Black History Month
This month, the editors of the Oxford African American Studies Center have provided us with insights into black history and culture. To go along with this year’s Black History Month theme “From Slavery to Freedom: Africans in the Americas,” today we will present one final post about Garrisonian Abolitionists by Raymond James Krohn. Check out the past posts about Anna Murray Douglass, Frederick Douglass and the Freedman’s Savings and Trust Company.
Garrisonian abolitionists were distinctive from other opponents of slavery because of their more advanced positions on gender and racial equality. In addition, they championed a broad activist platform that attacked the state, the military, and the churches for their connections to slavery and generally renounced party politics, especially voting. Yet it was not necessarily consensus over strategies and tactics that united Garrisonians. Group cohesiveness, which began to solidify during the late 1830s, was maintained by several factors: participants’ emotional ties of loyalty and friendship to William Lloyd Garrison; their common belief that antislavery organizations should be fundamentally inclusive—regardless of individuals’ views on society, religion, and politics—and should require of members only their devotion to immediate emancipation; and their collective allegiance to the government of God (as opposed to its human counterpart), which required direct obedience to divine law and merely submission, and disobedience when their consciences dictated, to its man-made analogue.
In the early 1830s, at the outset of the movement for immediate, uncompensated emancipation without expatriation, abolitionists were not divided into separate factions. The outspoken and uncompromising activist-editor William Lloyd Garrison—whose newspaper the Liberator (inaugurated 1 January 1831) dramatically signified a new and strikingly aggressive phase in American antislavery reform—was the leader of one delegation of New Englanders among several other groups of like-minded individuals who met in Philadelphia in 1833 to form a national antislavery organization. Beginning in 1837, however, the abolitionists who gathered around Garrison’s leadership, sympathetic to his reformist vision and united on the issue of the equal participation of women, emerged as an identifiable group. Moreover, from 1840 onward, Garrison and his followers controlled immediate abolitionism’s original national association, the American Anti-Slavery Society (AASS), as well as the regional Massachusetts Anti-Slavery Society (the name adopted in 1835 by the former New England Anti-Slavery Society) and sundry local societies. They also helped establish the editorial policies of various antislavery presses, including the National Anti-Slavery Standard (official organ of the AASS), the Pennsylvania Freeman (mouthpiece of the Pennsylvania Anti-Slavery Society based in Philadelphia), and the Anti-Slavery Bugle (the journal of the Western Anti-Slavery Society, based in Salem, Ohio).
Aside from the normative principle of immediate emancipation (to which all abolitionists subscribed), Garrisonian abolitionists consistently espoused the principles of moral suasion, attempting to convert Americans to immediatism by convincing them of the sinfulness of slavery. First promulgated in 1833, moral suasion underwent substantial modifications over the ensuing two decades. Initially, according to the Declaration of Sentiments of the AASS, abolitionists rejected the use of “carnal weapons for the deliverance from bondage” by either slaves or anyone acting on their behalf. By the start of the Civil War, Garrisonian compunctions toward physical resistance had altered significantly, so much so that slave revolts as well as sectional military conflagration became justifiable. Whatever their accommodations to violence, such founding measures that directed abolitionists to fight “moral corruption” with “moral truth,” to destroy “error by the potency of truth,” and to abolish slavery “by the spirit of repentance” were nonetheless fundamental to the Garrisonian initiative. Unlike the abolitionists who formed the Liberty Party in 1840 and entered the political process more formally, Garrisonians maintained that appeals to conscience, made through the lecture circuit and the circulation of antislavery publications, would more effectively reform the electorate and abolitionize the ballot box.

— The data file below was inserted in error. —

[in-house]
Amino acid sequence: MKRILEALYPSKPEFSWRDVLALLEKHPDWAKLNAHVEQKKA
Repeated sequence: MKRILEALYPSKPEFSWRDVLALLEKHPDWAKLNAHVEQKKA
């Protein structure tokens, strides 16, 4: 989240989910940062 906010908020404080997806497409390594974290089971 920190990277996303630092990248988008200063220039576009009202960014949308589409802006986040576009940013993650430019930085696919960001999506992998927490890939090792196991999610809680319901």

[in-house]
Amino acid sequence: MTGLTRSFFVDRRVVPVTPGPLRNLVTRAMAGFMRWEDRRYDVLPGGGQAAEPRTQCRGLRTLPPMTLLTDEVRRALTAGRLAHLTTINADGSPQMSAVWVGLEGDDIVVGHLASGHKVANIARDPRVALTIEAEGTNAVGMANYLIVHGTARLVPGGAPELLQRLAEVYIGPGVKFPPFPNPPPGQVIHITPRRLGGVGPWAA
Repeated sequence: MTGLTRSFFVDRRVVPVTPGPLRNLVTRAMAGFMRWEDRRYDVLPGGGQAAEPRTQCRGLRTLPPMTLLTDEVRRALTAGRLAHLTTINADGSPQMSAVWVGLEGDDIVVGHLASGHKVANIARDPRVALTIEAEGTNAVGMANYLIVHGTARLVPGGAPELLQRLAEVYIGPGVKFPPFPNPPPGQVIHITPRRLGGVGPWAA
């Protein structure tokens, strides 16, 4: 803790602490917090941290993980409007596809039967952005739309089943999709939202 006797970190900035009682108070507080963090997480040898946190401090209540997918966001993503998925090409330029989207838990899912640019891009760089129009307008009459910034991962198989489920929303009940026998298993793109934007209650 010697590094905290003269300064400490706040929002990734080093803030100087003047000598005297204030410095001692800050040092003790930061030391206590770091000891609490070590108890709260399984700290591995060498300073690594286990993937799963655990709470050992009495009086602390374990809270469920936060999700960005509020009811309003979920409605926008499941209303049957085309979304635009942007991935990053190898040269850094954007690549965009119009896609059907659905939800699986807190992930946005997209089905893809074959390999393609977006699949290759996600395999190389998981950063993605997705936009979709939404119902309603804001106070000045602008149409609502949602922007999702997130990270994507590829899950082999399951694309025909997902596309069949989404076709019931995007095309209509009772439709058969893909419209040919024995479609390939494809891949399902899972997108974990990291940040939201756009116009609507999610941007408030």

Indeed, moral suasion was the foundational tactic on which Garrisonians elaborated their extremist doctrines; in so doing, they greatly radicalized what was essentially an evangelical revivalist method designed to inspire religious rebirths. Although perfectionism, nonresistance, and disunionism reasserted the tenets of moral suasion, they also amplified its scope. Thus the conversion of slaveholders ceased to be Garrisonians’ focal point; instead, they aimed at personal sanctification, the spiritual regeneration of all Americans, and the purification of humanity for the Kingdom of God on Earth (perfectionism); the abolition of enslavement and the eradication of coercive institutions, whatever their forms (nonresistance); and the annulment of a proslavery constitution and the dissolution of a slaveholder’s federal union (disunionism). So all-encompassing was the Garrisonian agenda that it approximated a religion, and because Garrisonians were generally unorthodox religiously, their activist ideologies filled the theological void left by the denominations and the formal dogma they disclaimed. The apostles of that faith made up Garrison’s inner circle—the “Boston Clique” according to members and critics—which consisted of such affluent abolitionists as Francis Jackson, Samuel J. May, Wendell Phillips, Edmund Quincy, Deborah and Anne Weston, and Maria Weston Chapman. Agitators of more humble origins included Charles C. Burleigh, John A. Collins, Abby Kelley Foster, Stephen S. Foster, Parker Pillsbury, and Henry C. Wright.
Frederick Douglass also moved within the Garrisonian orbit. Although he was not a Boston Clique insider, Douglass established friendships with Phillips and Garrison, both of whom contributed prefatory remarks to Douglass’s first autobiography,